Madam Speaker, during the COVID-19 pandemic, we have all seen heartbreaking tragedies among the elderly in our communities, especially those in long-term care. However, this crisis has only made visible and amplified problems that have existed for a very long time. Today, I pay tribute to Mind the Gap, a brave group of women in my riding who have been working for many years at all levels of government to find solutions.
Mind the Gap began as a peer support group of six women whose husbands suffered from Alzheimer's. Five of them experienced placing their spouses in long-term care, and most are now widows. What makes these women remarkable is that they have chosen to dedicate their time to using their lived experience to turn to advocacy. I first met them when they were advocating for a national dementia strategy. During the current crisis they have been providing thoughtful solutions, including advocacy for national standards for long-term care, and researching positive models from around the world.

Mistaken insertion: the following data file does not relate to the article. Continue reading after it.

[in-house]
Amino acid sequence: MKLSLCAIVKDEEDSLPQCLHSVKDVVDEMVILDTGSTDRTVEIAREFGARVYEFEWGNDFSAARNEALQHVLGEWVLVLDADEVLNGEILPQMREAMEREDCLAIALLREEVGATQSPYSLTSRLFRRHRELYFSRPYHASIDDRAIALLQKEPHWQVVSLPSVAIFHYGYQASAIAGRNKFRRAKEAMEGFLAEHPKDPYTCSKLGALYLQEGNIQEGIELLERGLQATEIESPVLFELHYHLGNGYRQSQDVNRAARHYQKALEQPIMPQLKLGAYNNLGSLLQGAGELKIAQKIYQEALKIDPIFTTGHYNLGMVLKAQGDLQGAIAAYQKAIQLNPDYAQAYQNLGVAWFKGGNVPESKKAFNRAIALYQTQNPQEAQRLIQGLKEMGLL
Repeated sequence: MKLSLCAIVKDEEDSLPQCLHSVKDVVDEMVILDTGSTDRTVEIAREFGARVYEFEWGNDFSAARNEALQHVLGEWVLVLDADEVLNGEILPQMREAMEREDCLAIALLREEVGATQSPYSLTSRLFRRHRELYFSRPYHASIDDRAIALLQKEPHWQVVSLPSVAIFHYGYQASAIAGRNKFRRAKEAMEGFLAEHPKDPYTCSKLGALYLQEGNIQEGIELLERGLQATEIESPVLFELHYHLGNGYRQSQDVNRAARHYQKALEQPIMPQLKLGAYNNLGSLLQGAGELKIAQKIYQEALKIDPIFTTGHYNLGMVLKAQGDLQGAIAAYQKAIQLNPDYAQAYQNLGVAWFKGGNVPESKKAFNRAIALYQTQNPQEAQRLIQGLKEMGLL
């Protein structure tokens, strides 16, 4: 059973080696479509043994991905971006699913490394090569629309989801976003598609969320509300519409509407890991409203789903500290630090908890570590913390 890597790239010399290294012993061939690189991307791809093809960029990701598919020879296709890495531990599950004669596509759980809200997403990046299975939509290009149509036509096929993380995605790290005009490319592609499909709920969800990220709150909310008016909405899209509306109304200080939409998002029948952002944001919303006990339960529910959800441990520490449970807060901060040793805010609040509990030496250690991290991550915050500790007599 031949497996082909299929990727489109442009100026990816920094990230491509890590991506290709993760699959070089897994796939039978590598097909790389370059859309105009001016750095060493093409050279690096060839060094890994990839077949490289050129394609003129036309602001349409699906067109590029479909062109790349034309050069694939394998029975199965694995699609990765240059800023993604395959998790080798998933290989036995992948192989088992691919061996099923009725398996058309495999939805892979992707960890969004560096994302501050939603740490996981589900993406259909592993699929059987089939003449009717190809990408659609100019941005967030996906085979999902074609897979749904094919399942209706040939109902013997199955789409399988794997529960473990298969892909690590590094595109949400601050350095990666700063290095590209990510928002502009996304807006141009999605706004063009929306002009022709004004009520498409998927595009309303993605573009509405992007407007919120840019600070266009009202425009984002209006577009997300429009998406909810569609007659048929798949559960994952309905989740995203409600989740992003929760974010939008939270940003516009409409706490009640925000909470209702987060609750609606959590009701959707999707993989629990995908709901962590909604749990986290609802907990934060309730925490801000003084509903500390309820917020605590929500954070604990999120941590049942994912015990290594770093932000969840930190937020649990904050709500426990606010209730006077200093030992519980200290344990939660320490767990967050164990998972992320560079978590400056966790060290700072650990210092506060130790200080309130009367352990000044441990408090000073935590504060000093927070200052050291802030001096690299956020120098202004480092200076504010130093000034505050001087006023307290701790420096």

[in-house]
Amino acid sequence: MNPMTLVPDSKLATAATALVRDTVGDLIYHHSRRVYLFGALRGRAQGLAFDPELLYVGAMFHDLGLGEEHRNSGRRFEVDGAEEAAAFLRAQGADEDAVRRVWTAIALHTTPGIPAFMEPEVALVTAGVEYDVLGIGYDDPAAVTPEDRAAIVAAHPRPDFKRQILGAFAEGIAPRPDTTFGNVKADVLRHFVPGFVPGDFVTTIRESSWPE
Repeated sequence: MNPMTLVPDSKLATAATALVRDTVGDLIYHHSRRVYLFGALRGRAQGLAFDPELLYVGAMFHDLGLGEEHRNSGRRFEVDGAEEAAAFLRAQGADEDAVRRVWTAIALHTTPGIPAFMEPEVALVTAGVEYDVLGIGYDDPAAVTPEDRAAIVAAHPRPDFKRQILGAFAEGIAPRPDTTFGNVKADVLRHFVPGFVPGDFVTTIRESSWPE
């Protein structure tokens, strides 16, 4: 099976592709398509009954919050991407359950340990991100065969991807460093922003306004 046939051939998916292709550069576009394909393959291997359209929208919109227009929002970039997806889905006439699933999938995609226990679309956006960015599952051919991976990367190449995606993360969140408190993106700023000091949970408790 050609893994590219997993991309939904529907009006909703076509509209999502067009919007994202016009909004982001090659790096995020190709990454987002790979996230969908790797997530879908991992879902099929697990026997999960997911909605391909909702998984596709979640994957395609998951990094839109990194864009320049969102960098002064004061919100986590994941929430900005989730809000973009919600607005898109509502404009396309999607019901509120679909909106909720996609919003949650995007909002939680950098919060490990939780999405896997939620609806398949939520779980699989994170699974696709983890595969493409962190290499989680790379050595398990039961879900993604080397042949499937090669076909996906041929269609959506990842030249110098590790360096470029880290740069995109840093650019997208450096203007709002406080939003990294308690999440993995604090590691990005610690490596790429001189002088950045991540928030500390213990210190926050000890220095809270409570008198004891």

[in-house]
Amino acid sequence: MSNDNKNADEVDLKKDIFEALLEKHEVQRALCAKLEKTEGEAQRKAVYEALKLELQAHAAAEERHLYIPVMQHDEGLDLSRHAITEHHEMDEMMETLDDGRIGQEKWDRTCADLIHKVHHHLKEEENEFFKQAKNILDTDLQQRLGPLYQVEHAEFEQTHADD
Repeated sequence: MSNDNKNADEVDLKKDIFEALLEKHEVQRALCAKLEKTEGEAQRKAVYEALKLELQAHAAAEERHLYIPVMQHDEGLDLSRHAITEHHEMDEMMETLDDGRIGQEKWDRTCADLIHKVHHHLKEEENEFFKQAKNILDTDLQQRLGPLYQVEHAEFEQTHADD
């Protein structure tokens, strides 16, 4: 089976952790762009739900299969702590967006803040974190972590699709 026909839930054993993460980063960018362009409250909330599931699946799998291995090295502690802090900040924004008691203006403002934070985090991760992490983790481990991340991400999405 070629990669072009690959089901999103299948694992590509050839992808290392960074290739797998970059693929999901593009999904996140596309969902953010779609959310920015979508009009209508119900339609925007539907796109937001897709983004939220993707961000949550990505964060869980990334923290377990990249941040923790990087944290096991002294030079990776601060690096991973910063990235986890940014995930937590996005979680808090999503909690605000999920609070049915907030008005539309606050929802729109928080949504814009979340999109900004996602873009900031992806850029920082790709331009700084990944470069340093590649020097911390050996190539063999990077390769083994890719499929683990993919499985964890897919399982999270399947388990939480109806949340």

At this very difficult time, I want to thank Mind the Gap members for turning their personal tragedies into a basis for action.